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IRS Auditing Fewer Big Companies, More Small Ones

April 12, 2010
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The nonprofit watchdog group Transactional Records Access Clearinghouse (TRAC) has yet another report out based on data released by the Treasury Department showing that our tax collectors are auditing fewer large companies while bringing the hammer down on the little guys.

The trend has continued since the last year of the George H.W. Bush administration. In 1990, IRS agents audited more than 70 percent of the tax returns from companies showing more than $250 million in assets. In 2009, about a quarter of such returns were audited.

This is good news for our titans of industry; it’s very bad news for all us other taxpayers. Statistics have shown that large enterprises scam misreport the largest amounts of money on their taxes. Historically, every hour a revenue agent spends buried in the big guys’ books yields $9,354 in additional tax revenue. Audits of small and medium-sized businesses pull in an average of only $1,025 per hour.

We have more revenue agents now than we did five years ago, thanks to a congressional push to train and hire more agents to tackle big company audits. There are more big companies now than ever too, yet the number of audits of those big companies has fallen, even as audits of smaller companies has increased, both as a percentage and in absolute numbers.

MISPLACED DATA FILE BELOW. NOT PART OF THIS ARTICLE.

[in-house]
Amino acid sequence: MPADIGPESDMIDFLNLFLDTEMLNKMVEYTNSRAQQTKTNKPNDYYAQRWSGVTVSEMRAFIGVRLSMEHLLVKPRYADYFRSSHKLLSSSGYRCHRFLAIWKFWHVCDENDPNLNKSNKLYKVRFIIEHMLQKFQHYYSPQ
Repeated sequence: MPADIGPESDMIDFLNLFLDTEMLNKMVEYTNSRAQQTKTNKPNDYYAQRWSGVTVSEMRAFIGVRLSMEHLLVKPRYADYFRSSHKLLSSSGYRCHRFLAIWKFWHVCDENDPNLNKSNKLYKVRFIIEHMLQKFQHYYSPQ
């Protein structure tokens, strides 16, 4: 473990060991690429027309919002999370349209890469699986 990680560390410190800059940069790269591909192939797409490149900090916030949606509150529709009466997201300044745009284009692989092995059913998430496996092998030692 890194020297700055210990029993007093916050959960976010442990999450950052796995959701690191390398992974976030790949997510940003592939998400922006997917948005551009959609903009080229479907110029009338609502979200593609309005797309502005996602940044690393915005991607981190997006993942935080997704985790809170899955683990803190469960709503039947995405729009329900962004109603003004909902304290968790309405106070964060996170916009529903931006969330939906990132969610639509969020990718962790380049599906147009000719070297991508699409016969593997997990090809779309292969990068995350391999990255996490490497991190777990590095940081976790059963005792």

TRAC’s analysts don’t know why the IRS is putting its agents into less productive work, but theorizes that it has something to do with that the agency’s quota system, which rates the performance of revenue agents based on the number of audits they conduct monthly. Since megacorporate audits take much longer than those of mom-and-pop outfits, agents might be making their numbers look better by racking up more wins against smaller fish. According to the report:

Although a direct causal relationship between the well-documented quota systems and the audits by corporation income class has not been established, choosing to audit the smaller rather than the larger businesses would on its face help the individual agents meet their performance targets in the two divisions. But the decision to audit the smaller companies does not help the government collect more taxes. This is because the data indicate that the larger the business, the larger the dollar amounts of tax under-reporting and back taxes on average that they may owe.

I looked in vain today for news stories about the report, which was released to journalists last week and to the general public last night. Given the nation’s unprecedented debt and huge annual deficits, I have no idea why this report isn’t interesting to other media people.

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